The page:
The pathophysiology [12, 11, 3, 4] involves depending on the plane of the dissection. Most commonly it's a subintimal dissection, leading to intraluminal thrombi which propagate as emboli distally, and occlude the origin of posterior inferior cerebellar artery. This results in an infarction of the involved side cerebellum. Sometimes a dissecting hematoma may also progress to compromise the basilar artery also. If a subadventitial dissection occurs it may give rise to a sub arachanoid hemorrhage. Bilateral cerebellar infarcts can occur if the vertebral arteries are involved bilaterally as in 30%  cases reported, or it can occur very rarely due the dissection extending into the basilar artery, and causing spasm of the opposite cerebellar supply as in our case. 
The constellation of clinical symptoms [10, 11, 6, 8] is dependant on the area involved. Most commonly it involves the posterior inferior cerebellar artery and presents as a Wallenburgs syndrome with vertigo, nausea, occipital headache and posterior nuchal pain. It may also show nystagmus, dysdiadokinesis, dysmetria, dysphagia and dysphonia on ipsilateral side with ipsilateral Horners syndrome and hemianesthesia of face. If the anterior inferior cerebellar artery is involved, a lateral inferior pontine syndrome may result. Rarely it may also cause an anterior spinal artery involvement, with spinal infarction and medial medullary syndrome.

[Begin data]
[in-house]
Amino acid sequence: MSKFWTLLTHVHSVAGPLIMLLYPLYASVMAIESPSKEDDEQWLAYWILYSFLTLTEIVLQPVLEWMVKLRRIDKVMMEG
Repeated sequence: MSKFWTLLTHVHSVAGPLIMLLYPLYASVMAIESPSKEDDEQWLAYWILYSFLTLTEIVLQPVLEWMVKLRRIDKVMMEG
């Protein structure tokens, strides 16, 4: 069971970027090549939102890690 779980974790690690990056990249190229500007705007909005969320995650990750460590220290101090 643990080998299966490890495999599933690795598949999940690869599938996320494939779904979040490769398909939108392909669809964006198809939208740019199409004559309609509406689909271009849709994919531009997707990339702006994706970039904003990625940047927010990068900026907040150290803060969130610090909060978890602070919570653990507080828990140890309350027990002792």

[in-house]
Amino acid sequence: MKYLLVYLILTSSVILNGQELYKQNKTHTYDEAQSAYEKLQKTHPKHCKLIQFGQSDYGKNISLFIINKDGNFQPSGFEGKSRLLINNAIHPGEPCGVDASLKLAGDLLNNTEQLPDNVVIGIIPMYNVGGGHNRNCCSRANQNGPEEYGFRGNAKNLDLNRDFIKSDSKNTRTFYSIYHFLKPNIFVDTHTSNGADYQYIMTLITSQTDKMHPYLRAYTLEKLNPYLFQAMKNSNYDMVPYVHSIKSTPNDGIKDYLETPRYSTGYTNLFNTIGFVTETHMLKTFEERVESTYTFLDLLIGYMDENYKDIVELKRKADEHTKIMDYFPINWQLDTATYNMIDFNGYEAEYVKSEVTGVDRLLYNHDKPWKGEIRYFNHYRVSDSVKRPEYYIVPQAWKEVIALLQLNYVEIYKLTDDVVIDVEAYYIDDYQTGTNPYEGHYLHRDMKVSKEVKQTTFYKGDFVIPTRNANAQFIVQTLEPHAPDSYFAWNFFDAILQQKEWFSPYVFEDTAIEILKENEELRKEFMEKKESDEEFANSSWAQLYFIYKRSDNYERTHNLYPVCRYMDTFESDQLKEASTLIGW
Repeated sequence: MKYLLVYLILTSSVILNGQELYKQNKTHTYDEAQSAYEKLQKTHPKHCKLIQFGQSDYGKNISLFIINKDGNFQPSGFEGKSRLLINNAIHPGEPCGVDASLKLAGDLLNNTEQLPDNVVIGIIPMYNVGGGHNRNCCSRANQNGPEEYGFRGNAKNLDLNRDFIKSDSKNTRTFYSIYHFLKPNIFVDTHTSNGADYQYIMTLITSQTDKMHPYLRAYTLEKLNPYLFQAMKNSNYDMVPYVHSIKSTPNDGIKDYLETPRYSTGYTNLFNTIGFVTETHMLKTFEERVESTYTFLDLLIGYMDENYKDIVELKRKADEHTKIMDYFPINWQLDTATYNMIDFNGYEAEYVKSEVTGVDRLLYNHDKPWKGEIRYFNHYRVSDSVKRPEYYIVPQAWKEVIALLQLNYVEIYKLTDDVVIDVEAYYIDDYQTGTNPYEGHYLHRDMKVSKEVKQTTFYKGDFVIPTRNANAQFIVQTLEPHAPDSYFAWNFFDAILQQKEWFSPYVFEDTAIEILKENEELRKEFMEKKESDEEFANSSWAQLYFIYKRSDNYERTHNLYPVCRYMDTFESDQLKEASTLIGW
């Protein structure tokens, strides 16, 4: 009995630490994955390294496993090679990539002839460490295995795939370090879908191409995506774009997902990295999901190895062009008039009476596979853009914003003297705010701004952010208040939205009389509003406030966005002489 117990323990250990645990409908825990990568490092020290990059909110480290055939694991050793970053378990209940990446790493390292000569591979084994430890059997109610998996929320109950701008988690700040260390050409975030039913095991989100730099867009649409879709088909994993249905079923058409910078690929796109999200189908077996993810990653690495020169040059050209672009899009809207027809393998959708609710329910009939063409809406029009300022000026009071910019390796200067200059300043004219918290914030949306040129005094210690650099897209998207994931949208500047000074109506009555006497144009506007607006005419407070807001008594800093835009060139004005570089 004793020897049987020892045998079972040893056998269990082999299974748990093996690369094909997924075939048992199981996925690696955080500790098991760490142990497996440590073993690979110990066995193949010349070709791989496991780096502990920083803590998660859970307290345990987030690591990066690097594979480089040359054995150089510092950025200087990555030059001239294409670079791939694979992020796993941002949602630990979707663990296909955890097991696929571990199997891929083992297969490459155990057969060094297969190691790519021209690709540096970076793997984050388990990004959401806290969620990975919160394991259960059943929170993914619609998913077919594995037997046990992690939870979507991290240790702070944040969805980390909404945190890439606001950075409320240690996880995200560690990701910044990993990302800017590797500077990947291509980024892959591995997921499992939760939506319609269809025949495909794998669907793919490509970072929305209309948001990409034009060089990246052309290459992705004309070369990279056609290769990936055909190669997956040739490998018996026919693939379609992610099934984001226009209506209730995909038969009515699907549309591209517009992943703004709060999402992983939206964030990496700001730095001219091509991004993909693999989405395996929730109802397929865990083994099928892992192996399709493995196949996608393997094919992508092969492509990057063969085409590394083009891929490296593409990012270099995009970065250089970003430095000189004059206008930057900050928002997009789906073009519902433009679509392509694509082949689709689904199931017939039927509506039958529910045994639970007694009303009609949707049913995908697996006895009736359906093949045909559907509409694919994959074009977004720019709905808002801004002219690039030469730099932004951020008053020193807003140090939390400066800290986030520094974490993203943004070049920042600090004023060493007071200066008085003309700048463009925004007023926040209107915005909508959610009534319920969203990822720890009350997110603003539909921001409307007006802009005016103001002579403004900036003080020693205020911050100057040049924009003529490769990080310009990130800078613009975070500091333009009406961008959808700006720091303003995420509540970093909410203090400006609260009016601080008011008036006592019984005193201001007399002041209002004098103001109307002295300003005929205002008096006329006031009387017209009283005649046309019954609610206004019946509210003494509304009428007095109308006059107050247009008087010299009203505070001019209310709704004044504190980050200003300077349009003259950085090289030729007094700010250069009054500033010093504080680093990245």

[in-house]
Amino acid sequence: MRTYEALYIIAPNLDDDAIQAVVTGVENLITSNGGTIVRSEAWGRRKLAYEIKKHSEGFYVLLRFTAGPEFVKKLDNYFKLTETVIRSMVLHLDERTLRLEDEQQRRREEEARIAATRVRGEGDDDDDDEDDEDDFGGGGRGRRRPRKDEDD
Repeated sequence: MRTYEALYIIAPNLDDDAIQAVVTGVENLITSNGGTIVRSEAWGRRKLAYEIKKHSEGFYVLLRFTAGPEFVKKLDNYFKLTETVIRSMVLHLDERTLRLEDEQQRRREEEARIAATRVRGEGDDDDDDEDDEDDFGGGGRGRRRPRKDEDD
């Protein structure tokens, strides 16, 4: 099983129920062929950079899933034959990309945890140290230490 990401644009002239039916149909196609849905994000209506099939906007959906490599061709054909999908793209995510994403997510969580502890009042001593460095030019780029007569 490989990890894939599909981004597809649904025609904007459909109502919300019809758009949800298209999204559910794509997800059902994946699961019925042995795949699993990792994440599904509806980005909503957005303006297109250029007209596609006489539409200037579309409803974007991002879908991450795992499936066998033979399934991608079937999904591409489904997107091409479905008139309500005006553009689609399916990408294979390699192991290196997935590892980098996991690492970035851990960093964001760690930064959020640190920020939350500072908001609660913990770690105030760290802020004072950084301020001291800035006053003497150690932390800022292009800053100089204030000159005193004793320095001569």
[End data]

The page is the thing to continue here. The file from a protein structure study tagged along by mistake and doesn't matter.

The standard [5, 2] in the diagnosis of vertebral artery dissection is cerebral angiography. An angiographic pattern of ‘string and pearl' sign due to focal narrowing of a long segment, and distal dilatation of the vertebral artery is seen characteristically.
With the advent of noninvasive imaging modalities MR imaging and MR angiogram have been used to demonstrate luminal abnormalities related to dissection, such as aneurysmal dilatation, an intimal flap, or occlusion. An intramural hematoma on TI weighted imaging becomes isointense or mildly hyperintense for the first few days then is becomes more hyperintense.
The conservative treatment [8, 10, 11] includes immediate anticoagulation with Heparin, then follow up treatment on oral warfarin for 3 months as in our case. If there is persistence of stenosis after 3 months on MR Angiogram, anticoagulation is continued for further 3 months. If after 6 months stenosis persists patient is shifted onto antiplatelets agents continued for 2 years. Patients with bilateral cerebellar infarction can develop life-threatening complications because of edema of the infarcted tissue with resultant hydrocephalus and pressure on the brainstem, both of which can cause an altered mental state that may progress to coma.[6,7] Such patients should be monitored closely and if needed subjected to neurosurgical intervention. Surgical options include balloon occlusion, surgical ligation, stenting or repair of the origin of the vertebral artery if transient ischemic symptoms present. [9,8]Gladly our patient didn't have any such complications and recovered with anticoagulation therapy.
The prognosis is excellent with 85% patients recovering near completely with residual hemianesthesia of the face, and they have less than 5% mortality rates. [10,11] Sub arachanoid hemorrhage associations had poor outcomes. [10,11]Physicians and neurologists should promptly recognize and treat complications if any associated with bilateral cerebellar infarcts. Vertebral artery dissection should also be strongly suspected as a cause of cerbellar strokes especially in young patients.